Jim Hodges: Give More Than You Take and its accompanying Walker-designed catalogue, the first publication of its kind exploring Hodges’s career, positions his work in the context of its time and illuminates its singularity and subtle, radical subversion. No other artist of his generation has tackled the notions of beauty, sentimentality and craft as forthrightly as Hodges, harnessing all its delights and discomforts with such audacity and integrity.
Visual Art–Related Music Commission: S/S/S + Jim Hodges
S/S/S—comprised of Chicago-based rapper Serengeti, LA-based composer/producer Son Lux, and Brooklyn-based singer/songwriter/composer/indie darling Sufjan Stevens—offers listeners “an odd mix of personalities and musical styles [resulting in] something quite beautiful” (Consequence of Sound). Inspired by the work of Jim Hodges, the trio will release its sophomore EP in conjunction with the Walker’s presentation of Jim Hodges: Give More Than You Take. Co-commissioned by the Walker Art Center and SPCO’s Liquid Music series.
Sound Horizon: Curated by Jim Hodges
Dave King, Shelley Hirsch, and Kevin Beasley
March—May 2014, FREE
Exploring the space between live sound and visual art, the free in-gallery music series Sound Horizon, produced by the Walker’s Performing Arts department, continues with three of the most respected U.S. composers and solo sonic adventurers, personally selected by Jim Hodges. Join Dave King (March 6), Shelley Hirsch (April 10), and Kevin Beasley (May 8) for free 30-minute performances in the galleries of Jim Hodges: Give More Than You Take.
After Hours: Untitled (Love)
February 14, 9 pm – Midnight
$30 ($20 Walker members, students and seniors)
Skip the prix fixe dinner and join the celebration at the Walker this Valentine’s Day. Be among the first to see the new exhibition Jim Hodges: Give More Than You Take, catch a live performance by S/S/S, indulge in small bites and specialty cocktails by D’Amico, and dance the night away to music by DJs Angel Deradoorian and Olga Bell (Dirty Projectors). New members receive a free party ticket (or other premiums) for joining. Visit walkerart.org/tickets or call 612.375.7600.
Opening-Day Dialogue: Jim Hodges & S/S/S
February 15, 2 pm
$12 ($10 for Walker members, students and seniors)
Bill Arning, director of Contemporary Arts Museum Houston, will moderate a discussion with S/S/S (the collaborative trio of Serengeti, Son Lux and Sufjan Stevens) and Jim Hodges—absolute forces in contemporary art and music and each absolutely unique in their approach, focus, and medium. Co-presented with the SPCO Liquid Music Series.
Jim Hodges: Give More Than You Take is accompanied by the first comprehensive, fully illustrated catalogue tracing the artist’s development and career. Weaving together the voices of many, contributions include an in-depth overview of Hodges’s career, an interview with the artist, and further reflections that situate Hodges’s work within the issues of identity, social activism, illness, beauty, generosity, and death. Contributors include exhibition co-curators Olga Viso and Jeffrey Grove; Pulitzer Prize-finalist Susan Griffin; Bill Arning, Director of the Contemporary Arts Museum Houston; and Helen Molesworth, Barbara Lee Chief Curator, ICA, Boston. Co-published by the Dallas Museum of Art and the Walker Art Center, the book was designed by the Walker’s award-winning design team and is distributed by D.A.P. ($65; Hardcover; 256 pages)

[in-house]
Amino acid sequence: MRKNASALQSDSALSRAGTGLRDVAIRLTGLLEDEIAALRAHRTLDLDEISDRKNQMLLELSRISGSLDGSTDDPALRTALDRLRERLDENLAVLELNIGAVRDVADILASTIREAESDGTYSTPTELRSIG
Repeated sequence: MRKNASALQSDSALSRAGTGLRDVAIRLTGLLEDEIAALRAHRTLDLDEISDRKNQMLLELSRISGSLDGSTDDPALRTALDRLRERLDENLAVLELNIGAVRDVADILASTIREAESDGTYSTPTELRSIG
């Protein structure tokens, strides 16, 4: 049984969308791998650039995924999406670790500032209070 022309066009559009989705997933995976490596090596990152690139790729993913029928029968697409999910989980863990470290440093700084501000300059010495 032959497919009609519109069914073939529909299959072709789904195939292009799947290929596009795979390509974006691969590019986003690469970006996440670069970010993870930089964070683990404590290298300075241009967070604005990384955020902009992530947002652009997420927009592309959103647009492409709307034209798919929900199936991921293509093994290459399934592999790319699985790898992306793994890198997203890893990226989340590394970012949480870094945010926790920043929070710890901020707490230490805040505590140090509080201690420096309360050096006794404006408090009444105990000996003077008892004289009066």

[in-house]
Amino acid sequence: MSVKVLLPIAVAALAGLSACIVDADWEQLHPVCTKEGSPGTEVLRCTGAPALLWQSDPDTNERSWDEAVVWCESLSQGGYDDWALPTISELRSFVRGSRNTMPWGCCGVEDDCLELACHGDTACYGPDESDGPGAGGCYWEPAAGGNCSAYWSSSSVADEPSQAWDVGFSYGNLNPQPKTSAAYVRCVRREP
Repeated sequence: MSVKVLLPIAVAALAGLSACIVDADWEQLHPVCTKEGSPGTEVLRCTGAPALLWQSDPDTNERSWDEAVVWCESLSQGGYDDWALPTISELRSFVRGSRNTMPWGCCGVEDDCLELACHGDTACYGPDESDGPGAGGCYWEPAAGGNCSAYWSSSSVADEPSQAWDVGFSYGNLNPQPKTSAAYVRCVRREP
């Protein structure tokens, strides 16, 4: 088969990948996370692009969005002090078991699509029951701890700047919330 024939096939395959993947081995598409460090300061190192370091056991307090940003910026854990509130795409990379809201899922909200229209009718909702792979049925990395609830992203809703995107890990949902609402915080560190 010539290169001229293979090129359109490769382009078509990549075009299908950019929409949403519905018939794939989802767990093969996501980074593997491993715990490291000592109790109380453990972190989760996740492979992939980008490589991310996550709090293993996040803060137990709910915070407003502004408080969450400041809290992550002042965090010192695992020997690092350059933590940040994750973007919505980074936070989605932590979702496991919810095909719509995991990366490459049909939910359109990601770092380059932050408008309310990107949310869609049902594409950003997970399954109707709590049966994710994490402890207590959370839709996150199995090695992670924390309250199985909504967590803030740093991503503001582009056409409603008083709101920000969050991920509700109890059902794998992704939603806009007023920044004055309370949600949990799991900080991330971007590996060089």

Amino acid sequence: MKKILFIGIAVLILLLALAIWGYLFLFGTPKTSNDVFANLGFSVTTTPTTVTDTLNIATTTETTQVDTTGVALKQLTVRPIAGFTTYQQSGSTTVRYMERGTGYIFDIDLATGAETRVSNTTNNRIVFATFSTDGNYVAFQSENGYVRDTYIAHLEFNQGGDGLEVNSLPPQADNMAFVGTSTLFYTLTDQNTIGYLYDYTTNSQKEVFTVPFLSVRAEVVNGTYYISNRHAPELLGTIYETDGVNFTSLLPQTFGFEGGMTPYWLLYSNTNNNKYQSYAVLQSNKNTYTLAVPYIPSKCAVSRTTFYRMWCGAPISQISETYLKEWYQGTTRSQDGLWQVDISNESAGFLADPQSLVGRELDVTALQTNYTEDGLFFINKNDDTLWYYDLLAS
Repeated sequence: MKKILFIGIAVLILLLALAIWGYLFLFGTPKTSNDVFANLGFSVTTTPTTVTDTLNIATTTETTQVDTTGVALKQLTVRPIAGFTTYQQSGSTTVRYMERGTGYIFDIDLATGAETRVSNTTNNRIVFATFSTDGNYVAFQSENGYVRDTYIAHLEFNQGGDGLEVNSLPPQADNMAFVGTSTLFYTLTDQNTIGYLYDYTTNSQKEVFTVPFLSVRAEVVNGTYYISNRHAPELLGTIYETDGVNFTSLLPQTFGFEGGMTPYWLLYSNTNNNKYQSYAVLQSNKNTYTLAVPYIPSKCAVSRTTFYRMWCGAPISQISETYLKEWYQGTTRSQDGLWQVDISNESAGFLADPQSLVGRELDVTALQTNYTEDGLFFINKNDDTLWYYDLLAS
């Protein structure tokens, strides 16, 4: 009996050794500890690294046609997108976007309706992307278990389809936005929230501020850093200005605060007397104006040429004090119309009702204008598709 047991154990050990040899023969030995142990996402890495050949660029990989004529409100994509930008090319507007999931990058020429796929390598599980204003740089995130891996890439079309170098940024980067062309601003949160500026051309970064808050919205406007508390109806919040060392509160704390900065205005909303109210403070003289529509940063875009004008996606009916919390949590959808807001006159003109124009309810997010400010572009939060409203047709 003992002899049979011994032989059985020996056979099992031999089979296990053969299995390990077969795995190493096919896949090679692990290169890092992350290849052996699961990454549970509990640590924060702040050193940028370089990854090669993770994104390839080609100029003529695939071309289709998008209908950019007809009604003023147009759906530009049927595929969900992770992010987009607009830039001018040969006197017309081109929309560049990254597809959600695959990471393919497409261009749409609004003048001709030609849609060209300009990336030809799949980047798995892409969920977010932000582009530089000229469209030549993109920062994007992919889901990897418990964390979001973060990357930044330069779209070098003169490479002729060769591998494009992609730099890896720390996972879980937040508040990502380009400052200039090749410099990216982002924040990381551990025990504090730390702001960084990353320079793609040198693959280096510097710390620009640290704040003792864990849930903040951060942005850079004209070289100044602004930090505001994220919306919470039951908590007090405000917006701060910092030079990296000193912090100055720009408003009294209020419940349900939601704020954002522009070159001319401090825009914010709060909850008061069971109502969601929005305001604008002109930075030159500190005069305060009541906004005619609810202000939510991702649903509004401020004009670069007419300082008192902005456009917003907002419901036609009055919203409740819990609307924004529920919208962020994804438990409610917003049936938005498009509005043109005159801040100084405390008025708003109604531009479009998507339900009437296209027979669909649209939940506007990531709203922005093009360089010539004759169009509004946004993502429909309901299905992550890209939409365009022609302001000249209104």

Major support for the catalogue is provided by Sotheby’s.
Jim Hodges: Give More Than You Take is co-organized by the Walker Art Center, Minneapolis and the Dallas Museum of Art.
Major support for the exhibition is provided by Amanda and Glenn Fuhrman, John and Amy Phelan, Cindy and Howard Rachofsky, and The Andy Warhol Foundation for the Visual Arts. Additional support is generously provided by the Ames Family Foundation, Anonymous in honor of Olga Viso, the Chadwick-Loher Foundation/John and Arlene Dayton, Dirk Denison and David Salkin, Ann Hatch, Karen and Ken Heithoff, Dean Johnson and James Van Damme, Jeanne and Michael Klein, Agnes and Edward Lee, Toby Devan Lewis, Pizzuti Collection, Donna and Jim Pohlad, Dallas Price-Van Breda, Penny Pritzker and Bryan Traubert, and Robin Wright and Ian Reeves.
The Walker Art Center’s presentation is made possible by Martha (Muffy) MacMillan and Michael J. Peterman and David A. Wilson. Media partner Mpls.St.Paul Magazine.
The Walker Art Center is located at 1750 Hennepin Avenue—where Hennepin meets Lyndale—one block off Highways I-94 and I-394, in Minneapolis. For public information, call 612.375.7600 or visit walkerart.org. Stay connected via your mobile device and follow us on Twitter and Facebook.